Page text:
TALENTS IN THE INFLUENCING DOMAIN OF LEADERSHIP
“When can we start?” This is a recurring question in your life. You are impatient for action. You may concede that analysis has its uses or that debate and discussion can occasionally yield some valuable insights, but deep down you know that only action is real. Only action can make things happen. Only action leads to performance.
Once a decision is made, you cannot not act. Others may worry that “there are still some things we don’t know,” but this doesn’t seem to slow you. If the decision has been made to go across town, you know that the fastest way to get there is to go stoplight to stoplight. You are not going to sit around waiting until all the lights have turned green. Besides, in your view, action and thinking are not opposites. In fact, guided by your Activator theme, you believe that action is the best device for learning. You make a decision, you take action, you look at the result, and you learn. This learning informs your next action and your next. How can you grow if you have nothing to react to? Well, you believe you can’t. You must put yourself out there. You must take the next step. It is the only way to keep your thinking fresh and informed. The bottom line is this: You know you will be judged not by what you say, not by what you think, but by what you get done. This does not frighten you. It pleases you.
Command leads you to take charge. Unlike some people, you feel no discomfort with imposing your views on others. On the contrary, once your opinion is formed, you need to share it with others. Once your goal is set, you feel restless until you have aligned others with you. You are not frightened by confrontation; rather, you know that confrontation is the first step toward resolution. Whereas others may avoid facing up to life’s unpleasantness, you feel compelled to present the facts or the truth, no matter how unpleasant it may be. You need things to be clear between people and challenge them to be clear-eyed and honest. You push them to take risks. You may even intimidate them. And while some may resent this, labeling you opinionated, they often willingly hand you the reins. People are drawn toward those who take a stance and ask them to move in a certain direction. Therefore, people will be drawn to you. You have presence. You have Command.
You like to explain, to describe, to host, to speak in public, and to write. This is your Communication theme at work. Ideas are a dry beginning. Events are static. You feel a need to bring them to life, to energize them, to make them exciting and vivid. And so you turn events into stories and practice telling them. You take the dry idea and enliven it with images and examples and metaphors. You believe that most people have a very short attention span. They are bombarded by information, but very little of it survives. You want your information — whether an idea, an event, a product’s features and benefits, a discovery, or a lesson — to survive. You want to divert their attention toward you and then capture it, lock it in. This is what drives your hunt for the perfect phrase. This is what draws you toward dramatic words and powerful word combinations. This is why people like to listen to you. Your word pictures pique their interest, sharpen their world, and inspire them to act.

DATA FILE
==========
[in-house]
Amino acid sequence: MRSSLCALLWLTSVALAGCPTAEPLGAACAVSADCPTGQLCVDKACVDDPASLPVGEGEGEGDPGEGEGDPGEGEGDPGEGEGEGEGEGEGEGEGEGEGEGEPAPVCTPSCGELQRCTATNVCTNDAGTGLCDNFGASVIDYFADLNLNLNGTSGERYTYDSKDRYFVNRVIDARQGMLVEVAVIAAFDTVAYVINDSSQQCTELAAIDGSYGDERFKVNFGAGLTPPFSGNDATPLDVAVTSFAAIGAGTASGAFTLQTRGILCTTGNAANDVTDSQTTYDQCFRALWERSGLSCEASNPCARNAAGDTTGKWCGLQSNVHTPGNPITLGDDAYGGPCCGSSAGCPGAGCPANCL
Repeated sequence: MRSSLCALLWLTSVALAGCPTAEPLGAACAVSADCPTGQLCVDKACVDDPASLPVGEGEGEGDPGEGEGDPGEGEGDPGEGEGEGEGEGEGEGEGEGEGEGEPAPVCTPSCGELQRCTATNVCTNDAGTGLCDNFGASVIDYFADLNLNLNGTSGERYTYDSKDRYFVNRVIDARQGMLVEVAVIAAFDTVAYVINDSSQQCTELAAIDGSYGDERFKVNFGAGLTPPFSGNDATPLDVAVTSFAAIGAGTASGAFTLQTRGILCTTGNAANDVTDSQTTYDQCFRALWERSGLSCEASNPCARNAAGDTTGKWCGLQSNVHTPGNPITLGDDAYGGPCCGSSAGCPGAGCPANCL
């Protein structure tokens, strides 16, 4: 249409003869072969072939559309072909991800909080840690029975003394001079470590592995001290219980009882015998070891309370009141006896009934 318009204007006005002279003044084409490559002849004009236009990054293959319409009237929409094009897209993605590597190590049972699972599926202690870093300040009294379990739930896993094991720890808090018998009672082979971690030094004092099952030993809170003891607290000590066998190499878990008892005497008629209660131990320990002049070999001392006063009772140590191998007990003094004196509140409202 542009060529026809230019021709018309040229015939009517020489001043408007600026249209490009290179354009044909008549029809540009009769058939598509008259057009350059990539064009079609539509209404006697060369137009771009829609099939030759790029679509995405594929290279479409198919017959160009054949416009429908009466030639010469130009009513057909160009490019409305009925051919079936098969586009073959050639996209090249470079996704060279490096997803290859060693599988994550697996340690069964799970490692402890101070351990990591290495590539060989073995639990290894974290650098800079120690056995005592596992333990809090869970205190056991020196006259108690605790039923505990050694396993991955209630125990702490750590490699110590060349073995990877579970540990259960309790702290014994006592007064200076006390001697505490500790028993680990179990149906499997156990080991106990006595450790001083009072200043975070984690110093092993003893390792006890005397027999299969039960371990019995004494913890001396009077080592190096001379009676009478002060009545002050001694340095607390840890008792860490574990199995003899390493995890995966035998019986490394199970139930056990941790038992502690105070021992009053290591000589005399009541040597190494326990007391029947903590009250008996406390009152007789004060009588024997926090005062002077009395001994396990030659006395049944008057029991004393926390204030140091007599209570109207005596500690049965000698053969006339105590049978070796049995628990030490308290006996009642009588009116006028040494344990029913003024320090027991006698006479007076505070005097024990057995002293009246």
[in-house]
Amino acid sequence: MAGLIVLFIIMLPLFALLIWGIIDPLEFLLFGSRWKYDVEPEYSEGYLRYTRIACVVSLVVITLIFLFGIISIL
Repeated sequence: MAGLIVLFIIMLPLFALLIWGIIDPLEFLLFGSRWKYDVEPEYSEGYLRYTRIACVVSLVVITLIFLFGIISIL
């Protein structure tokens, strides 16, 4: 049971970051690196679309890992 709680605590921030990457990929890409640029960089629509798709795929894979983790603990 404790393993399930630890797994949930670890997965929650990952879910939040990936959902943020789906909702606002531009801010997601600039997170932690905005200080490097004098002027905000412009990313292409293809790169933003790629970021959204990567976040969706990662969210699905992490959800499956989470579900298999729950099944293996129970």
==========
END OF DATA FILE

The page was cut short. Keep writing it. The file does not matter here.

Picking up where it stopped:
Competition is rooted in comparison. When you look at the world, you are instinctively aware of other people’s performance. Their performance is the ultimate yardstick. No matter how hard you tried, no matter how worthy your intentions, if you reached your goal but did not outperform your peers, the achievement feels hollow. Like all competitors, you need other people. You need to compare. If you can compare, you can compete, and if you can compete, you can win. And when you win, there is no feeling quite like it. You like measurement because it facilitates comparisons. You like other competitors because they invigorate you. You like contests because they must produce a winner. You particularly like contests where you know you have the inside track to be the winner. Although you are gracious to your fellow competitors and even stoic in defeat, you don’t compete for the fun of competing. You compete to win. Over time you will come to avoid contests where winning seems unlikely.